The Shanghai Composite Index dropped 2.2 percent in April, the yuan fell 0.6 percent versus the dollar, while government and corporate bonds tumbled, with the five-year sovereign yield rising 27 basis points. Even a sudden revival in the nation's commodities markets is looking fragile after frenzied speculation prompted exchanges to take measures to cool trading.
Gregory Nassour helps run almost $100 billion in U.S. bond mutual fund money -- more than star managers such as Dan Fuss of Loomis Sayles, DoubleLine Capital's Jeffrey Gundlach or Daniel Ivascyn at Pimco. Nassour, who oversees more active bond assets than anyone at the firm, manages or co-manages six different funds.
U.S. stocks fell, with the Standard & Poor's 500 Index headed for the worst two-day drop since February, amid lackluster earnings and few signs of a pickup in economic growth. Equities continued to be jostled by corporate reports, with Gilead Sciences Inc. retreating 8.7 percent, the biggest drag on the S&P 500 after its profit missed estimates on lower-than-expected sales of its hepatitis C treatments.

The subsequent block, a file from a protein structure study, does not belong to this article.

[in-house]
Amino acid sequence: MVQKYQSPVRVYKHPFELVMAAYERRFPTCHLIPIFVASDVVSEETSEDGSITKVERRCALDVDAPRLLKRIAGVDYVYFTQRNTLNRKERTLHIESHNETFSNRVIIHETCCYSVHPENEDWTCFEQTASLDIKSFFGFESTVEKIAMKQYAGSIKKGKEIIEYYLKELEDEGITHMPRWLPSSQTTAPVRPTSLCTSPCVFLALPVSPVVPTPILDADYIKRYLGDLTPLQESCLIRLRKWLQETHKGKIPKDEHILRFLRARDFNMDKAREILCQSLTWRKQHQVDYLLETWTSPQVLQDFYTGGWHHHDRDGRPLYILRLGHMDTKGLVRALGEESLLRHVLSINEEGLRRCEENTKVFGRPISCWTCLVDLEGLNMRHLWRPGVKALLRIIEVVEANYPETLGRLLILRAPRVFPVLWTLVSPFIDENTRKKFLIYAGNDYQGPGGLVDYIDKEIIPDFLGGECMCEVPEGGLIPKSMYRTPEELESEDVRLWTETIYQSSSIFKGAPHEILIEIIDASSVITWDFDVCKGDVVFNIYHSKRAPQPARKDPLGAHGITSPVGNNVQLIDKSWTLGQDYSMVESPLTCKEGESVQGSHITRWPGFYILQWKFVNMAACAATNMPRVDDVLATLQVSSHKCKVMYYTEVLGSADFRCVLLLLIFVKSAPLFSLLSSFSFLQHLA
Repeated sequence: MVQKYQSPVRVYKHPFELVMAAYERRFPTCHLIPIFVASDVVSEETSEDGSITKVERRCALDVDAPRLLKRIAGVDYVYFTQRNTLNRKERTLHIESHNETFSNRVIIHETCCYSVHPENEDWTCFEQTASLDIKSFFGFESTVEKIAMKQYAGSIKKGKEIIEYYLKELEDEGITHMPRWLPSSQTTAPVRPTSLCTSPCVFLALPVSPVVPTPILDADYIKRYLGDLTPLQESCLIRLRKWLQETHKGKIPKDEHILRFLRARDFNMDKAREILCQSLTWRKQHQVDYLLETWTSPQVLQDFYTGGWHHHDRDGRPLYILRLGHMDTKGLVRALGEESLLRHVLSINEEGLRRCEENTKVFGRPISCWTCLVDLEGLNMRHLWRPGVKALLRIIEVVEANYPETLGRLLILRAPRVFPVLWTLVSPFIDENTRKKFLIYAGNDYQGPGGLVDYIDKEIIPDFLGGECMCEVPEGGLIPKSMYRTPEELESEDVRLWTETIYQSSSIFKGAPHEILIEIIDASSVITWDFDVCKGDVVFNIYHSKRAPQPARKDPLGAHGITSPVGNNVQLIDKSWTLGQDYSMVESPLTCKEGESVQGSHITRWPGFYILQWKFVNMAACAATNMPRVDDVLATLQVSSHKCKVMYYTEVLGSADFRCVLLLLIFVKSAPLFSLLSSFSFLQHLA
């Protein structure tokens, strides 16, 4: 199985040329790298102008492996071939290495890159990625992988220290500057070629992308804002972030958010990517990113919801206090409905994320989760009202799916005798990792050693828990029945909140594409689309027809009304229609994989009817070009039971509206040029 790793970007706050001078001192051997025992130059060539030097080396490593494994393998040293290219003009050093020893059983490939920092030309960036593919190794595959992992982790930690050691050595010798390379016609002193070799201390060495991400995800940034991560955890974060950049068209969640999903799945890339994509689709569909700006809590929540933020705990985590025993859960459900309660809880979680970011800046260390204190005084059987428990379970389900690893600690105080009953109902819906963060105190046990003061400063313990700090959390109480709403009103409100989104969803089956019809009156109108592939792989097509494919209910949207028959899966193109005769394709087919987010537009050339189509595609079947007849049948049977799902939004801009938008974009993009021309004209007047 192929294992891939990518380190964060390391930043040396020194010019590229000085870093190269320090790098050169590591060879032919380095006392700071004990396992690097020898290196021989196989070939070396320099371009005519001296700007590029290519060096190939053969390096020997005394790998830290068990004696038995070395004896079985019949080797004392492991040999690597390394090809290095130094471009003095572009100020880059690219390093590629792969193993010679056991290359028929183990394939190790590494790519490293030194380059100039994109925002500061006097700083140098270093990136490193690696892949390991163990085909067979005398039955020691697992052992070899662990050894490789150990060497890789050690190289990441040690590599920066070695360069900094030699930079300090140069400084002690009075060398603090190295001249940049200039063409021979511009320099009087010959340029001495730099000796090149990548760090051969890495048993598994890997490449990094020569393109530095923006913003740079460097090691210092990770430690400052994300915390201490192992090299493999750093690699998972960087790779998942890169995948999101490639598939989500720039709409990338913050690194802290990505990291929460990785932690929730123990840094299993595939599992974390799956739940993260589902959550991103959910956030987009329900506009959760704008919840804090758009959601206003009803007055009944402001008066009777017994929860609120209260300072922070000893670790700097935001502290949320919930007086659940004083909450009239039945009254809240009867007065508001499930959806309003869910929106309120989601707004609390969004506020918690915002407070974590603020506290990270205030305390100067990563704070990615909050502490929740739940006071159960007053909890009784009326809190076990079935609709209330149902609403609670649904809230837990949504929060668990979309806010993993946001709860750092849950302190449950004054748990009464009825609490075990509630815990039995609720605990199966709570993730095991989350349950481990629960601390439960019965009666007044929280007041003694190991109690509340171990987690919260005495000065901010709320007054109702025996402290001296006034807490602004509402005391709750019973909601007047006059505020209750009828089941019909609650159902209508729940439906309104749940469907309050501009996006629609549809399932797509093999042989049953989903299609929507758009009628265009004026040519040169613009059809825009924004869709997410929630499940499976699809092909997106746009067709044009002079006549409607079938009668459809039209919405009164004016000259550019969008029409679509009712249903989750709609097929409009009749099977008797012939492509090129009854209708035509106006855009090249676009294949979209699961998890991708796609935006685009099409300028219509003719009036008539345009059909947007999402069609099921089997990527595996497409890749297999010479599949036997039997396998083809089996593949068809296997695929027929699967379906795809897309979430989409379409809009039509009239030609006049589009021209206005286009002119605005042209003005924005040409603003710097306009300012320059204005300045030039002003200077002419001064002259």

On Friday the market upswing became the second-longest in American history, surpassing the streak that spanned 1949 to 1956. It's been a remarkable rebound from the scary days of 2008 and early 2009 when fears of a collapse of the financial system caused stocks to crater.
Long-term U.S. mortgage rates rose this week, lifting from their 2016 lows but remaining historically low during the spring home-buying season. Mortgage buyer Freddie Mac said Thursday the average 30-year fixed-rate mortgage increased to 3.66 percent from 3.59 percent last week.
Stocks are opening broadly lower on Wall Street as traders look over the latest batch of earnings and deal news. . Specialists John O'Hara, foreground, and Frank Masiello work on the floor of the New York Stock Exchange, Thursday, April 28, 2016.
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